The old hospital is still very busy today, with people working in many different parts of the hospital who have reported strange happenings. Babies have been heard crying by the old Maternity Ward. The security guards found the crying of the phantom babies unnerving. No doubt about that. Ghosts are one thing but ghost babies that are crying would disturb me to no end. As a parent, I would yearn to comfort them.
In the Nurses Home, which is an outbuilding that the nurses lived in when the hospital was still operating, the guards say they hear different sounds. The sound of dragging is heard almost nightly according to theghosthuntuk.com. The guards also will hear the loud wails of a man. People have also been nudged out of the way. Too bad the ghosts don’t use their manners and say, “excuse me.” Although, maybe that would make the whole experience even more frightening.
The kitchen has a resident poltergeist that moves items from time to time. As theghosthuntuk.com states, “They have experienced cold spots and heard whispers. But perhaps more strange is that this particular spirit has tried to hold people’s hands.” How romantic? NOT!
Boom Hall is a once glorious home that was built in 1779 by John Alexander. Boom Hall is located on the banks of the River Foyle. It has passed from family to family and is currently on the edge of collapse.
The area is said to be haunted by the ghost of Captain Browning. According to Catherine Cavendish’s article The Haunting of Boom Hall, Captain Browning died of his wounds received when his ship, the Mountjoy, broke through the wooden boom that was erected as a barrier by Jacobean forces to keep food out of the city in 1689. The ghost of Captain Browning may appear when the weather turns misty; a tall figure dressed in a dark blue tailcoat with gold braiding.
Another ghostly apparition is said to be the ghost of a family relative that was sent to live at Boom Hall to separate her from the young man she loved. The young man was a groomsman and her family did not want her involved with him. The young man, as the story goes, followed her to Boom Hall and would hide in the stables where the young lady would visit him. His presence was eventually discovered and he had to run away. The family then locked the young lady in her bedroom that was located at the top of the house. The young lady pined for her lover and after a week or two a fire broke out in the locked bedroom. Attempts were made to retrieve the young lady but to no avail and upon searching the ashes no trace of her body was found. Yet, after that terrible event, a servant was approached by a spirit in the long corridor at the top of the house and was guided to the stables by the spirit who held her hand. It is reported that the servant found a brooch that had belonged to the girl and when she took it to the mistress of the house the brooch was taken to be a sign that the young lady had somehow escaped the deadly fire. (derrynow.com)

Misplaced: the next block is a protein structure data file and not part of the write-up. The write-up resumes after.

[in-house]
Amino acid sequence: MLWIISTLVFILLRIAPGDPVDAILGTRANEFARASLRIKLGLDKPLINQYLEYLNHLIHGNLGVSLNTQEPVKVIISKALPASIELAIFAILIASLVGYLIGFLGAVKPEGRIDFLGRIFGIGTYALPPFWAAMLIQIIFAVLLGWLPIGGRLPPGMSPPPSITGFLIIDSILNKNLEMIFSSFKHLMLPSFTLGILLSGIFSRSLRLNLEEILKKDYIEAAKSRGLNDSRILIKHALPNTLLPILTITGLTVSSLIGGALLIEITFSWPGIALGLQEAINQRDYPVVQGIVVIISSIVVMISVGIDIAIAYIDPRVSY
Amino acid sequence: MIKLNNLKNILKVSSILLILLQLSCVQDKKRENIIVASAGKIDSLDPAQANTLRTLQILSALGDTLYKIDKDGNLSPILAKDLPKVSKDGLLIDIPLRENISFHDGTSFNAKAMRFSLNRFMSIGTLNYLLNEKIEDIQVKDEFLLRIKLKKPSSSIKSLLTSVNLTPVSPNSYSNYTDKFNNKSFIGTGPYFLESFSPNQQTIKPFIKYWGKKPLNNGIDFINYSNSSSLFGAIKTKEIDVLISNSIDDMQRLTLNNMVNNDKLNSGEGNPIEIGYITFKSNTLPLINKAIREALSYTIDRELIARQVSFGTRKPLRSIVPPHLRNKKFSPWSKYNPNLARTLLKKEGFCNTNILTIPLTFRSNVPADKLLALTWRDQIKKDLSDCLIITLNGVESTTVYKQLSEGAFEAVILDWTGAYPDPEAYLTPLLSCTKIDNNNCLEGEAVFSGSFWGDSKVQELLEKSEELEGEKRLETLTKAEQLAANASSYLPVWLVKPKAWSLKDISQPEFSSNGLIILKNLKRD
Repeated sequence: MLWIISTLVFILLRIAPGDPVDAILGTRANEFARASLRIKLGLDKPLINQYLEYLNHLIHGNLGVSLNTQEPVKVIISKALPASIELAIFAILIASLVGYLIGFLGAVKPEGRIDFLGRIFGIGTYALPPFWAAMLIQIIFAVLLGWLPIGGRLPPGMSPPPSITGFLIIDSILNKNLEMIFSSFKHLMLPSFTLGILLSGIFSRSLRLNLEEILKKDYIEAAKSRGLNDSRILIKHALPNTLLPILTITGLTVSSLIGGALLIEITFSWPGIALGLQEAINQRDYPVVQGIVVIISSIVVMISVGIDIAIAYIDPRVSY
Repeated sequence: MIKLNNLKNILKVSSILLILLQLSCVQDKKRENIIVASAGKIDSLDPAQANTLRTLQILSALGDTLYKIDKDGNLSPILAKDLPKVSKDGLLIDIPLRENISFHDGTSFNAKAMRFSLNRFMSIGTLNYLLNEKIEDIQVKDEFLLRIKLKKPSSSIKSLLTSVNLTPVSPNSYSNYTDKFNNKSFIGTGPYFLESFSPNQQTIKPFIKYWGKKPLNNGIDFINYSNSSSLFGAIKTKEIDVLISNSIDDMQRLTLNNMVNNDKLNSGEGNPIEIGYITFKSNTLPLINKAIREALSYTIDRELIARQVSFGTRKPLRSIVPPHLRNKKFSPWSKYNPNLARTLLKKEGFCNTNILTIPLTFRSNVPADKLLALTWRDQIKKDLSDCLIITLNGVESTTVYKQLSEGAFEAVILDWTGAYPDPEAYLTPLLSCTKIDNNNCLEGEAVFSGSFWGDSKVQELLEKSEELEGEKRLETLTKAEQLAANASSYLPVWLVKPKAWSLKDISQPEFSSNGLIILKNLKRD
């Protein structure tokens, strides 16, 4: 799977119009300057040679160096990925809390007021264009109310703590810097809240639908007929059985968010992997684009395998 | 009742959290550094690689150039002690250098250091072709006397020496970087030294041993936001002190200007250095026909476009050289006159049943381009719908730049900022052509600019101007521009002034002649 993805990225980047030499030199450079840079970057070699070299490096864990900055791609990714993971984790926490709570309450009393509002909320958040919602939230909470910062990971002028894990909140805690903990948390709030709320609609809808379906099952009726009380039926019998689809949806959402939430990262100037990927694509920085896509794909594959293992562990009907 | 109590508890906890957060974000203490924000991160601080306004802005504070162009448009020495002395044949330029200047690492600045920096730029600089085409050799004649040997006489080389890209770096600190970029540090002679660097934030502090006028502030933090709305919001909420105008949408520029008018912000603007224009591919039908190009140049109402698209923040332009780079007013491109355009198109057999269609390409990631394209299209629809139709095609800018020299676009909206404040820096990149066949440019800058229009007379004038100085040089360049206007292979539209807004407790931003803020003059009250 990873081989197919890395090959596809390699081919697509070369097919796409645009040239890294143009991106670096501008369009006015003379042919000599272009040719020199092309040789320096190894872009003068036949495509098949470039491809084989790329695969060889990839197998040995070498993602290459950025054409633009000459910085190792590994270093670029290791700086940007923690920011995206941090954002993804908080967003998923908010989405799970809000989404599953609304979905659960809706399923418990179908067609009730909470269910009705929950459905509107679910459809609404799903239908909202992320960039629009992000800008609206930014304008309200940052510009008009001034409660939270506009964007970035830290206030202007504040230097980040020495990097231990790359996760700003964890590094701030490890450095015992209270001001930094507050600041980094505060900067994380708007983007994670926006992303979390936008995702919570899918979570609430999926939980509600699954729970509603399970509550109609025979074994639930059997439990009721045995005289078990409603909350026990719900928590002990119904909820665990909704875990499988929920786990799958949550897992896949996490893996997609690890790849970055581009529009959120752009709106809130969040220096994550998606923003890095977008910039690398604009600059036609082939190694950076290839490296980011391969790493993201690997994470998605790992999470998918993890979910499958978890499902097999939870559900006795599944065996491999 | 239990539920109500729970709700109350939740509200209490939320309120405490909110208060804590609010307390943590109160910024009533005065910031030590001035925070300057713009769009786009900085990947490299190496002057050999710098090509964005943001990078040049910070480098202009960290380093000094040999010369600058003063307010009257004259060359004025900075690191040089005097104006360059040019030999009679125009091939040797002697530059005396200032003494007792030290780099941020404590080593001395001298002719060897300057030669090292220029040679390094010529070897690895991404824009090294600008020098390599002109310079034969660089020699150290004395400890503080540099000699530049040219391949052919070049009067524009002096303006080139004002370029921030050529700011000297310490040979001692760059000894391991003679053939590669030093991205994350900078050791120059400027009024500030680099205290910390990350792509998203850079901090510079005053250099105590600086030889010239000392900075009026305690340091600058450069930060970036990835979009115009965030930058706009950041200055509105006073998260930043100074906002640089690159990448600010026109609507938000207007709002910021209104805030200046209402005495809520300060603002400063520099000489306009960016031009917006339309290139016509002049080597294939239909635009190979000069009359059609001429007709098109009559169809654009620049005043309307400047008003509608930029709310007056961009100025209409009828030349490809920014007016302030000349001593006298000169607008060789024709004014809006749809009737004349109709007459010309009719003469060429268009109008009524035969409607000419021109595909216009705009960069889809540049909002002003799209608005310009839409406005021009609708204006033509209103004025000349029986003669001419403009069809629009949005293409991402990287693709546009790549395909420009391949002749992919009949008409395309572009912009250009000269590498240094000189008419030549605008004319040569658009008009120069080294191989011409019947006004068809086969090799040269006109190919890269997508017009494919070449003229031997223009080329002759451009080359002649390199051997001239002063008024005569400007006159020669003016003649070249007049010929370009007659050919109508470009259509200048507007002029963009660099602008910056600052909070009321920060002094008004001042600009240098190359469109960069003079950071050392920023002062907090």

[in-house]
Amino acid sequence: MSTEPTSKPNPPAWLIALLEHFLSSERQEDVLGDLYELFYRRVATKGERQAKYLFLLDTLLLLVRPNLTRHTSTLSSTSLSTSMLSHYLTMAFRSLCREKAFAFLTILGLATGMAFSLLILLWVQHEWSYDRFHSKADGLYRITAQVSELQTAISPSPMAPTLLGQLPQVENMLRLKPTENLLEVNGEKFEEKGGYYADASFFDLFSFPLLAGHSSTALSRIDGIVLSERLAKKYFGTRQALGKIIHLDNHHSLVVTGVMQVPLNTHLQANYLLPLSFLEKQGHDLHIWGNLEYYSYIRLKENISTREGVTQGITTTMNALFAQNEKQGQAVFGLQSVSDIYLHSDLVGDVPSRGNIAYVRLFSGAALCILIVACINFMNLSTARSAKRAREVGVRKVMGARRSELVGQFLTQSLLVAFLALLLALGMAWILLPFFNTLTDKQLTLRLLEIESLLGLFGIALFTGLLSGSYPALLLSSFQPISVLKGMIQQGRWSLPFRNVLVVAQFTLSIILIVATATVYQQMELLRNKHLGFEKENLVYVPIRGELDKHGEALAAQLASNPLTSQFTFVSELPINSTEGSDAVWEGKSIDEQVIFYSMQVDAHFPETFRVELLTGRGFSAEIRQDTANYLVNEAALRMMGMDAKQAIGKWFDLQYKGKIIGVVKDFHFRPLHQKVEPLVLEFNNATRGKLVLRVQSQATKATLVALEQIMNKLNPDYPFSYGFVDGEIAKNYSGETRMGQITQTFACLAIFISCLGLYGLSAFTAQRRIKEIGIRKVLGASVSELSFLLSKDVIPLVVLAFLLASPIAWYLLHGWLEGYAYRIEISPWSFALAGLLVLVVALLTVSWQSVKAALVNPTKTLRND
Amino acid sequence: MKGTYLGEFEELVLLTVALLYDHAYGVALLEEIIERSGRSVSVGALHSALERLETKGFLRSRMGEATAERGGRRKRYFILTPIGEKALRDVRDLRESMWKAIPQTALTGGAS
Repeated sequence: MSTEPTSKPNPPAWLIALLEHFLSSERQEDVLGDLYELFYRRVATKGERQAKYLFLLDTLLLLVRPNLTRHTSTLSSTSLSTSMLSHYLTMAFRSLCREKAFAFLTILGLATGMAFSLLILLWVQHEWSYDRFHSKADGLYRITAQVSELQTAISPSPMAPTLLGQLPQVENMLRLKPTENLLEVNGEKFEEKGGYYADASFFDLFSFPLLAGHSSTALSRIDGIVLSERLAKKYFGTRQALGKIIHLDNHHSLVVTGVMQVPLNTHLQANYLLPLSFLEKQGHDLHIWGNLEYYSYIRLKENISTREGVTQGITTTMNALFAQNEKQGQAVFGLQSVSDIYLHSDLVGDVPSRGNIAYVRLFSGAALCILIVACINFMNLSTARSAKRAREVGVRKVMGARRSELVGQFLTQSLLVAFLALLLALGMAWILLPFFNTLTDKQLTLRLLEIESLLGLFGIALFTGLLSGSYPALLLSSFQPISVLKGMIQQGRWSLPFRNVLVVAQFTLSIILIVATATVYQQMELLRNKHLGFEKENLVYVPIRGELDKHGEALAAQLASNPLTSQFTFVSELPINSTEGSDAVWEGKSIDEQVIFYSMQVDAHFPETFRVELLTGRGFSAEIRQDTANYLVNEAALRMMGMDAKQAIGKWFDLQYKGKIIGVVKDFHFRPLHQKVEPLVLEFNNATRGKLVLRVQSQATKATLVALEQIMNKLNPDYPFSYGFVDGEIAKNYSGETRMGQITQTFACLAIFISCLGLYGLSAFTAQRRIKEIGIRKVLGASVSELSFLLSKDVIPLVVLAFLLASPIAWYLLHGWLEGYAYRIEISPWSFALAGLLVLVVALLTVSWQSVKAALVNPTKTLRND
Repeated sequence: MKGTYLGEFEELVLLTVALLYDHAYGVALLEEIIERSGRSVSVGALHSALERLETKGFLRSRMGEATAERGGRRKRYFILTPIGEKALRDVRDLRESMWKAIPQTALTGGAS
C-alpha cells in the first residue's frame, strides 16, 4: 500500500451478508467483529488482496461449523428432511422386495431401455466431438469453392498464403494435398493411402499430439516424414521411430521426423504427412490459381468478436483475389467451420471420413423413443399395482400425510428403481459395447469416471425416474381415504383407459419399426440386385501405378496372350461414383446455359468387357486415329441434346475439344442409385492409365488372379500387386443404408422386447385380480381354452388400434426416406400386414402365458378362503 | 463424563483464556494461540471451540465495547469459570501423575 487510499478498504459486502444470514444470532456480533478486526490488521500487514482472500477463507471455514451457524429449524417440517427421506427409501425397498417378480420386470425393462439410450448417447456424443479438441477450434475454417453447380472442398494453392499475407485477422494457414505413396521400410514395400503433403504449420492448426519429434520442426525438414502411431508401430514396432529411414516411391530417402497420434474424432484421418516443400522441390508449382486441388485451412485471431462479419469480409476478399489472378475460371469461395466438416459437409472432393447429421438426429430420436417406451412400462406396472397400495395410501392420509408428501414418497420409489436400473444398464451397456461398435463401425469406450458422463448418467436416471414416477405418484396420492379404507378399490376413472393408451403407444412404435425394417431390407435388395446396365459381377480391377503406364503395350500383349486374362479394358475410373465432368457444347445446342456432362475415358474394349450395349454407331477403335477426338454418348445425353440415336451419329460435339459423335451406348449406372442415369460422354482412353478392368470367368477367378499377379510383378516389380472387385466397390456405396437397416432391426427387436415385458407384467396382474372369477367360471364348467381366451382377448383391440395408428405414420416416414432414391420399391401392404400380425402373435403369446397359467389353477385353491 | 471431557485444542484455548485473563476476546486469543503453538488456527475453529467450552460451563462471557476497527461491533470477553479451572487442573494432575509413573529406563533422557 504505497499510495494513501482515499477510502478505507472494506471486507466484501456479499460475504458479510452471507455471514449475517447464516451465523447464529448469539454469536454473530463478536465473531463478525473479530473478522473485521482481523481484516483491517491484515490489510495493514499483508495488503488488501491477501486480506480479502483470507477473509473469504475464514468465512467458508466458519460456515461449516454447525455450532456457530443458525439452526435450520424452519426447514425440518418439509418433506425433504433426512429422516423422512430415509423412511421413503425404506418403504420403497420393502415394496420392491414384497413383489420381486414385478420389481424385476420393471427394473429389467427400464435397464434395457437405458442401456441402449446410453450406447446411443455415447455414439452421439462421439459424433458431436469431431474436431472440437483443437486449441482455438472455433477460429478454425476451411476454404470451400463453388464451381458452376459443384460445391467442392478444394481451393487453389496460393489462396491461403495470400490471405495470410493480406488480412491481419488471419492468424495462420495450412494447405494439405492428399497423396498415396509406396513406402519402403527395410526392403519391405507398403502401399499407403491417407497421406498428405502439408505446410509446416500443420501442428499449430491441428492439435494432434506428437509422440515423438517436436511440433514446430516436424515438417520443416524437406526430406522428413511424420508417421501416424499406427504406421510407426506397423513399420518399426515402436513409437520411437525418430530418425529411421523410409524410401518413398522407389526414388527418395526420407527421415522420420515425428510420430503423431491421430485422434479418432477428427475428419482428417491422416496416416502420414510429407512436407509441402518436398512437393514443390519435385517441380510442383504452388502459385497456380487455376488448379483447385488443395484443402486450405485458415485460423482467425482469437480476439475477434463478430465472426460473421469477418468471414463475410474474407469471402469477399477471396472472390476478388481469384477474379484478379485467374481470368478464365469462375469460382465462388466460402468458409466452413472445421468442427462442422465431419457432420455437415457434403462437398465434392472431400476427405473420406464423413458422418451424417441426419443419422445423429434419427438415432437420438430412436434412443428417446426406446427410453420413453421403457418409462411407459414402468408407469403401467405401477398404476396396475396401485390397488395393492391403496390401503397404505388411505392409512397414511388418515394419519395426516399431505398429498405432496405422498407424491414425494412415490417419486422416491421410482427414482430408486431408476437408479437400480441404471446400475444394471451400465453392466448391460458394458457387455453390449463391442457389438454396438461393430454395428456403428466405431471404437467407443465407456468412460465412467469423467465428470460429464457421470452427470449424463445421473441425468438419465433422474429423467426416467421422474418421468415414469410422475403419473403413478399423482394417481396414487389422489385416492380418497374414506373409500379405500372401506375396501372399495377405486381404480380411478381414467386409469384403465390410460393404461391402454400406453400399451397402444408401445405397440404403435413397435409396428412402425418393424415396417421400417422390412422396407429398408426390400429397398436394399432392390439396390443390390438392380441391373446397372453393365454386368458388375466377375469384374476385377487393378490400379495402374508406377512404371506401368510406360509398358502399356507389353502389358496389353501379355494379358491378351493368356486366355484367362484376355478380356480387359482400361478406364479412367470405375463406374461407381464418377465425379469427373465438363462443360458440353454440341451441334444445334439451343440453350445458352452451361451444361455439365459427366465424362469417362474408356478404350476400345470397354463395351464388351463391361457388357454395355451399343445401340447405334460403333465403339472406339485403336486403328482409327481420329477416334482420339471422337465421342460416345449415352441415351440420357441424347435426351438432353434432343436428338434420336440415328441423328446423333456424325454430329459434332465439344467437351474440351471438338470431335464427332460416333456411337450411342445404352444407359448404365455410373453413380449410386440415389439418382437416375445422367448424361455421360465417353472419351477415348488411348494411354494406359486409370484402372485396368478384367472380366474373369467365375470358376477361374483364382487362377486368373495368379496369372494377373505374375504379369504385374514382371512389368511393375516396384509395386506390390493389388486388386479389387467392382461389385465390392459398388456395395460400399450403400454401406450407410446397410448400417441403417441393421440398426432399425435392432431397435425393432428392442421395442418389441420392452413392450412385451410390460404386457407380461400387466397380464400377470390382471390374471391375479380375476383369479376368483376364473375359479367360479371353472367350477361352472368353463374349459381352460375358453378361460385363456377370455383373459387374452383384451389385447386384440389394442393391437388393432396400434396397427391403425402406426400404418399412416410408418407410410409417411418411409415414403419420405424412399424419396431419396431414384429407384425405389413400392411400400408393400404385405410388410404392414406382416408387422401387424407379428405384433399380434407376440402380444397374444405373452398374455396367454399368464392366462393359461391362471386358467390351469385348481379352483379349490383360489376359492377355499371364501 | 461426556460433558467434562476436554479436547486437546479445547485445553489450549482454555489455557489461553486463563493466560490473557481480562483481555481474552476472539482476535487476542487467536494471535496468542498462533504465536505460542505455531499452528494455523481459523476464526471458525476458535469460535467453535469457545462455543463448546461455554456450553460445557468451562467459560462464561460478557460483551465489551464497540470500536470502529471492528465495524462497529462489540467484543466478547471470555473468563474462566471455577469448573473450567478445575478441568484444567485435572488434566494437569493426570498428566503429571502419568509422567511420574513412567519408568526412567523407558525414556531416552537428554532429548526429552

This story is a bit confusing as it seems to say that the young lady escaped death on the night of the fire, but that she is also the spirit. Whomever the spirit is, she has been sighted on numerous occasions and ghost hunters still like to search for her.
Boom Hall has been fenced off and partially boarded up as it is about to fall to the ground. The fences and boards have not stopped all ghost hunters though as the fire brigade learned in 2016. They received a call of distress from two young men who had entered Boom Hall to ghost hunt and became trapped. The rescue took about an hour and a half and just proves that curiosity does not only kill cats but can potentially kill humans too. Safety first people, safety first.